FEMA had lost independence and clout with the White House. "I had a unique
relationship with the president, having been his chief of staff," Allbaugh
said. "If you don't have that kind of relationship, it just makes things
If anything, Brown's political background has become a liability, leading to
charges that he was given his job as patronage. He got his start in politics
as an Oklahoma native with Allbaugh but ran unsuccessfully for Congress in
1988, winning 27 percent of the vote. He has chaired the Oklahoma Municipal
Power Authority and served as a City Council member, examiner for the
Oklahoma and Colorado supreme courts, and assistant city manager.
Allbaugh hired Brown after an acrimonious end to a nine-year stint as
commissioner of the International Arabian Horse Association. Former
officials say he was forced out; a friend and lawyer of Brown's said he
negotiated a settlement after withstanding numerous lawsuits against his
enforcement of rules for judges and stewards.
Defending his qualifications, Brown said he has overseen responses to 164
presidential declared emergencies and disasters as FEMA counsel and general
counsel, including the 2003 Columbia shuttle disaster and the California
wildfires in 2003. "I have been through a few disasters," he said at a news
Reviews of the government's response to Katrina are beginning. Already,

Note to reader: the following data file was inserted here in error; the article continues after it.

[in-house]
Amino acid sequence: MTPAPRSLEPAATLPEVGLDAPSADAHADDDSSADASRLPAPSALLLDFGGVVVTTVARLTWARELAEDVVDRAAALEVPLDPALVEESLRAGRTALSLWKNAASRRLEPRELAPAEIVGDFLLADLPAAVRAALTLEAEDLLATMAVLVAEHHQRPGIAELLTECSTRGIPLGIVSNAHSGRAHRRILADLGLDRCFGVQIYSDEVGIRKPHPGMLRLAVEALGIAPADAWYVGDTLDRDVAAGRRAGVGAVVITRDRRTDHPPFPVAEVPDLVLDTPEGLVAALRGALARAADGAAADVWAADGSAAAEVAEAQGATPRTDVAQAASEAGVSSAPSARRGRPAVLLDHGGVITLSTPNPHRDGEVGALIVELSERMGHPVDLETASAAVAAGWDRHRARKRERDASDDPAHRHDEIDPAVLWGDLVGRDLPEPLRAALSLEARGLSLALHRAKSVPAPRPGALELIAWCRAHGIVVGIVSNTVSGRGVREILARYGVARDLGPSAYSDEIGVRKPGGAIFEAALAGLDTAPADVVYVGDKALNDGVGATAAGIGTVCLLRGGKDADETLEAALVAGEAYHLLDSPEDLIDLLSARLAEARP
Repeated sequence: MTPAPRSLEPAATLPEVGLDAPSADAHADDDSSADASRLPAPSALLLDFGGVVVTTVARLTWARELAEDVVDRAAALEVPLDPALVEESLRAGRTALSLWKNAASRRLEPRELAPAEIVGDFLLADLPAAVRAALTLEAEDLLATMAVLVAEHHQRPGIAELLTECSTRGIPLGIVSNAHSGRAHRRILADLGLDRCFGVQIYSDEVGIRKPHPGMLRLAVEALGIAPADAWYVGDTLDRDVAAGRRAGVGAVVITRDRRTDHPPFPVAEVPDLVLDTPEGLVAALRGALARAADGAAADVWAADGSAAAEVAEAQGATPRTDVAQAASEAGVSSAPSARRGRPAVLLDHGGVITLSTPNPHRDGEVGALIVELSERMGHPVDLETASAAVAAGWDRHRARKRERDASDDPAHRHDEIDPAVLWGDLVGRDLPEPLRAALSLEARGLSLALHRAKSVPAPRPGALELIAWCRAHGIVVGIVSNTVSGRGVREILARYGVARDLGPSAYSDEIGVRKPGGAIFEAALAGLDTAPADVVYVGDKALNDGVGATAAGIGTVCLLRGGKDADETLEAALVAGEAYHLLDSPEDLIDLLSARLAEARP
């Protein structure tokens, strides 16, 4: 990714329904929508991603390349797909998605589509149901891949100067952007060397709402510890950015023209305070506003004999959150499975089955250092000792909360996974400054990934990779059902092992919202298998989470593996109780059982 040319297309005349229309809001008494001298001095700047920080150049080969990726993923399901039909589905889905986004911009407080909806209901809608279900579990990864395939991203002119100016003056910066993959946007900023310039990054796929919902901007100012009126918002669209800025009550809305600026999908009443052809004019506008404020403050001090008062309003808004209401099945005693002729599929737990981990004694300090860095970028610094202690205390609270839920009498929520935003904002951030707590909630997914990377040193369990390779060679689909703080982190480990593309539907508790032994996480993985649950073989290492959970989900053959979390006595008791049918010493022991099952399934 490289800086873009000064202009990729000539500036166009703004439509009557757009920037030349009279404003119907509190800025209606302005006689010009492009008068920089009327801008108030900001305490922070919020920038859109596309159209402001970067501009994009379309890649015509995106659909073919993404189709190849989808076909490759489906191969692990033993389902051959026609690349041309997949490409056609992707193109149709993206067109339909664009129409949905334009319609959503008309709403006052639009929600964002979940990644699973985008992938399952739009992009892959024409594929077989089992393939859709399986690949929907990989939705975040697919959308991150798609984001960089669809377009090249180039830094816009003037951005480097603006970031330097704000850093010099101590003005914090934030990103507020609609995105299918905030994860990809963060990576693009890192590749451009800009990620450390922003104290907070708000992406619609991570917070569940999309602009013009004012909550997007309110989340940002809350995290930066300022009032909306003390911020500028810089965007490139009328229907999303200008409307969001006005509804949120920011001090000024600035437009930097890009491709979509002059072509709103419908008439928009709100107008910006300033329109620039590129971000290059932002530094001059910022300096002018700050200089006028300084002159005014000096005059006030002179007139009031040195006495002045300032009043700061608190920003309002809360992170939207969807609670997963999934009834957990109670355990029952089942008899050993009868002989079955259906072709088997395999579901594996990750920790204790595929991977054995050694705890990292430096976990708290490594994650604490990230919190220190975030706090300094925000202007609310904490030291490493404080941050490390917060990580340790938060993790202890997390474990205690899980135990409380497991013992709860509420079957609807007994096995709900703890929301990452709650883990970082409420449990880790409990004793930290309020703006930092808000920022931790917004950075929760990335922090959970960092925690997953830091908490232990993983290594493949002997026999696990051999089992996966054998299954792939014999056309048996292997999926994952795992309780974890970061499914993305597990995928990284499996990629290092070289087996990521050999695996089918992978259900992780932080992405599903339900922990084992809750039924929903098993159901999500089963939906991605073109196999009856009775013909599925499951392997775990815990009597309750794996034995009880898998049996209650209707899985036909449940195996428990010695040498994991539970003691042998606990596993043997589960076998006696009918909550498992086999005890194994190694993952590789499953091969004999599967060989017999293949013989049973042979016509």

members of Congress such as Rep. John D. Dingell (D-Mich.) and Sen. Hillary
Rodham Clinton (D-N.Y.) are pushing to move FEMA out of its department and
back to Cabinet-level status. Senate Homeland Security Committee Chairman
Susan Collins (R-Maine) and ranking Democrat Joseph I. Lieberman (Conn.)
have launched an investigation, and committee members will meet with
department officials tomorrow.
While Chertoff said the levee breach that flooded New Orleans "exceeded the
foresight of planners," Max Mayfield, director of the National Hurricane
Center, said Brown and other top federal officials were briefed as much as
32 hours in advance of landfall that Hurricane Katrina's storm surge was
likely to overtop levees and cause catastrophic flooding.
"They knew that this one was different," Mayfield said yesterday. "I don't
think Mike Brown or anyone else in FEMA could have any reason to have any
problem with our calls. . . . They were told. . . . We said the levees could
Louisiana officials have blamed FEMA and Brown for bureaucratic bottlenecks,
accusing FEMA of ignoring pre-storm offers of aid from Chicago Mayor Richard
M. Daley (D), New Mexico Gov. Bill Richardson (D) and the American Ambulance
In his last extended TV interview on CNN,Brown admitted Thursday that the
federal government did not know that thousands of survivors without food or
water had taken shelter at the city's convention center, despite a day of
Since then, Brown has been eclipsed by his boss, Chertoff -- who flew
overnight Sunday to take charge of integrating military with civilian
efforts -- and by a new deputy, U.S. Coast Guard Vice Admiral Thad Allen,
whom Chertoff named yesterday to take charge of federal recovery efforts in
Bruce P. Baughman, Alabama emergency management director, head of the
National Emergency Management Association and the official in charge of
FEMA's response to the World Trade Center and Pentagon attacks in 2001, said
Katrina will leave its mark on federal disaster management. "It's time to
realize, whoever is in charge of FEMA does need an emergency management
background. . . . It's something you learn by experience, and a lot of that
experience is gone," he said.